What We Like

What We Don't Like

JBL stands for James Bullough Lansing, born James Martini, who founded the company in 1946 with his appropriately old-timey named friends, Chester L. Noble and Chauncey Snow. JBL has been a mainstay for decades, and specialise primarily in consumer audio.


On the whole, the build quality is good but not great. The cabinets have a somewhat plastic feel to them, but do also appear robust and sufficiently well made so as to fulfil their intended function. The glossy finish is fine, but not especially inspiring. If you’re looking for a statement speaker (and, to be honest, most people who are in the market for studio monitors are absolutely not), then this would not be what we’d recommend.

The front of the cabinets is a simple, fairly standard arrangement. The 8” woofer is pretty large for the price point, and certainly looks it alongside the waveguide tweeter which sits above it. In fact, they are both fairly large and this is reflected in the fact that the cabinets are some of the largest we’ve tested in any price range for studio monitors.

From an audio engineering perspective, these are extremely precisely designed speakers. JBL has a detailed, paragraphs long rationale for each and every design decision from in terms of how it contributes to a quality listening experience. And, as we will discuss, this is very much evident in their overall performance.


As usual, all the controls and inputs are on the back of the cabinet. The power switch is also located here which, while not something that bothers us particularly, can be a gripe for some people who much prefer the accessibility of having it situated on the front of the device. A balanced XLR and ¼ inch jack are also found on the back, alongside trim controls for adjusting both the low- and high-frequencies. A volume control and an input sensitivity control complete the set.

Whilst this is the end of the headline ‘features’, the real interest lies in the more technical details such as JBL’s ‘slip stream’ port design which “works in concert with the woofer to produce deep bass response at all playback levels”. This is very much a product designed with audiophiles in mind, and this is evident in each and every decision.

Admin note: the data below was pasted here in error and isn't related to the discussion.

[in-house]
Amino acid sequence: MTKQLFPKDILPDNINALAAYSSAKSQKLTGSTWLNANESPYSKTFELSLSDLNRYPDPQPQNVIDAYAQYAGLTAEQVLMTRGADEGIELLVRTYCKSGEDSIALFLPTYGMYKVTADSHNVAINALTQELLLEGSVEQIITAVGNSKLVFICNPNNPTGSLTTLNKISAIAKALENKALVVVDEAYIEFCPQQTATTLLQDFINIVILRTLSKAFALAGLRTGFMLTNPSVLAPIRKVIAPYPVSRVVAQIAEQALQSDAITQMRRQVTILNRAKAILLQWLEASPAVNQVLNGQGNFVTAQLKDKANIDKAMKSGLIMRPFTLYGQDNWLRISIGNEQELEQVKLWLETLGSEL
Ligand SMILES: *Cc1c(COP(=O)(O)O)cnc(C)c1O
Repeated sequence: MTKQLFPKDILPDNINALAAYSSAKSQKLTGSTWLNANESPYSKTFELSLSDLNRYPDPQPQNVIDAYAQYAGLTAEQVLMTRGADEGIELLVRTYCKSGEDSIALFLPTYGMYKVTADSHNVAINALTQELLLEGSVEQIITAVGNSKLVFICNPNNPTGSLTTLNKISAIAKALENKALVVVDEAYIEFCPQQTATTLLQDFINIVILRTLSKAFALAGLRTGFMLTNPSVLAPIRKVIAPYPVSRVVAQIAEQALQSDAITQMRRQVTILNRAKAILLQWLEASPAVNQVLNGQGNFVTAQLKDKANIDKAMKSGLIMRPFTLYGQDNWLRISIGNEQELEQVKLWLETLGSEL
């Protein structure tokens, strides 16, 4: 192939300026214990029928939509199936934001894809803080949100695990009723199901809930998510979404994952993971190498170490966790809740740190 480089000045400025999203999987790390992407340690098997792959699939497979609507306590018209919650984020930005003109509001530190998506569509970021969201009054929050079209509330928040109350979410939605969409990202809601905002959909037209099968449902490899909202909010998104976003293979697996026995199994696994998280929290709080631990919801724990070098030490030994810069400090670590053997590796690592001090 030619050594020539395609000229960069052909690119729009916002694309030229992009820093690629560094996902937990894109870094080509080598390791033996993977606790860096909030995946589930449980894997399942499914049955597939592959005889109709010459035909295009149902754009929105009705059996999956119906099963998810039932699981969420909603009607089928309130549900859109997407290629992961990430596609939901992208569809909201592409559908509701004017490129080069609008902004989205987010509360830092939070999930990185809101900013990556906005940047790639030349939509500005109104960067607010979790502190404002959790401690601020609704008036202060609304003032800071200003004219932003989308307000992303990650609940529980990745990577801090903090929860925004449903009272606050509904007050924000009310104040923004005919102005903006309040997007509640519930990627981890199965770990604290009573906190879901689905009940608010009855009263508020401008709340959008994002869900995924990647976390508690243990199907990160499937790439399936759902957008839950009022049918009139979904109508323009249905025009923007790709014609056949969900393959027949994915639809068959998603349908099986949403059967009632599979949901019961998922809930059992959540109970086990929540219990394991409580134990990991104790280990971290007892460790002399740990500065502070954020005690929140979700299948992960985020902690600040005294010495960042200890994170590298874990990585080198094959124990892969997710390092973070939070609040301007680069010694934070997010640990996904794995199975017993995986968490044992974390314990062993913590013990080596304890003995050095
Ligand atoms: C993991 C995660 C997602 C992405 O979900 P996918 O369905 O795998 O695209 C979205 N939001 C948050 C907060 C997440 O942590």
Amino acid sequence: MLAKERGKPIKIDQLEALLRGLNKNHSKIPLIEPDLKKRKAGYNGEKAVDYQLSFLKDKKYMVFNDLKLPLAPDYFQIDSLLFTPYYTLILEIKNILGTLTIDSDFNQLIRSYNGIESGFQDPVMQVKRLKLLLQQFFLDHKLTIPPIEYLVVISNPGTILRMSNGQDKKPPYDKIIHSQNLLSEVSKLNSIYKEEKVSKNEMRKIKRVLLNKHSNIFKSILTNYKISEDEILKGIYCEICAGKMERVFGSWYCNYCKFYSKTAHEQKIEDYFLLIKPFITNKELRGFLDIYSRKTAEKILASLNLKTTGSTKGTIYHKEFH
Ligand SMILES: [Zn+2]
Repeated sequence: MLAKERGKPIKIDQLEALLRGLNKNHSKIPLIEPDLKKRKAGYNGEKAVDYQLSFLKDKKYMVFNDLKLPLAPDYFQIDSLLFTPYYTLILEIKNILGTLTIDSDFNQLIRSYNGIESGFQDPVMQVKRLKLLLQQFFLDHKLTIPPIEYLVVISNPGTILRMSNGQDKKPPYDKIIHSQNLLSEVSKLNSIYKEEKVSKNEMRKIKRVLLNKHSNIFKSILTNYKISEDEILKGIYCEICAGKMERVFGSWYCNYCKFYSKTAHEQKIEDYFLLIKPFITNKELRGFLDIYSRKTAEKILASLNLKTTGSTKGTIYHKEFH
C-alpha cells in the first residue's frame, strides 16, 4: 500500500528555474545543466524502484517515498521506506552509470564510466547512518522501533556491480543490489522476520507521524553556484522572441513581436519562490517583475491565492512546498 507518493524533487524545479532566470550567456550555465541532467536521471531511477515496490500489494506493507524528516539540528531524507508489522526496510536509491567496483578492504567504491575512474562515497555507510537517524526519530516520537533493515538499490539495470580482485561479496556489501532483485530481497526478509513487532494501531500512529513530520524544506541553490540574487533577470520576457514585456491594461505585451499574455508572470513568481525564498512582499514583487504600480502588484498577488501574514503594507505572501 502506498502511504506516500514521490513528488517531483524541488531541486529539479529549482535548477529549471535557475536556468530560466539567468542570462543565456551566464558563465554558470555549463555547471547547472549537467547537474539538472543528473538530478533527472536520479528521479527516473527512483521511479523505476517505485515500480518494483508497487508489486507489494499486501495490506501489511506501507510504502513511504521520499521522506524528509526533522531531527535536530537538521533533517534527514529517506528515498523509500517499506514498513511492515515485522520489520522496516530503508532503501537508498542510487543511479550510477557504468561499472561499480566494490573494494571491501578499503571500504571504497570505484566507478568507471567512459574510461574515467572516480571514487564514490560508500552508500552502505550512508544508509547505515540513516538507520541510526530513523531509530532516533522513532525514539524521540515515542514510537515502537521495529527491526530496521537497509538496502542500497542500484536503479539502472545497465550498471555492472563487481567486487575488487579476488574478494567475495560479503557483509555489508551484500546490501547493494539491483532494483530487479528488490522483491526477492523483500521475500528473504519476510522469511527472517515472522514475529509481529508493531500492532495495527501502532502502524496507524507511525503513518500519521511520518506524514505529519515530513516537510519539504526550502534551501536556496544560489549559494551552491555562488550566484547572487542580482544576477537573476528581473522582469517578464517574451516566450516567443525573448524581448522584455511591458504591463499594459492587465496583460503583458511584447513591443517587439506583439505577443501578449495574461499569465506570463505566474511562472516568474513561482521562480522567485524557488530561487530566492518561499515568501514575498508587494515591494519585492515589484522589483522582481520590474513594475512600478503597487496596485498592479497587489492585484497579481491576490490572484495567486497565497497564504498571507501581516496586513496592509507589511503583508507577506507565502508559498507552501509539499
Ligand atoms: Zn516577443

If you have dived into the specific audio technologies which JBL claims help to set this set of speakers apart from the competition, you may be wondering whether or not something as ostensibly minor as the design of the internal bracing of the cabinets can have much of an impact on the overall listening experience. Well, we’re here to tell you that it can and does.

The most impressive aspect of a listening experience that is impressive across the board is its bassa response. It’s powerful, punchy, and precise in a way that maintains a good deal of musicality whilst restraining the hugely powerful output of which these speakers are more than capable.

The stereo image is also worthy of a mention. The sweet spot seemed far wider than most comparable models which means that they are a far more versatile option if you aren’t sure about where precisely you will be placing the monitors in your set up. Or if you simply want the flexibility to be able to move them around at will.

The Rumble:

Whilst the visual design is nothing to shout about, the emphasis JBL has placed on the minutiae of perfecting its various audio technologies which power the LSR308s shows within an instant of turning them on. A fantastic listening experience.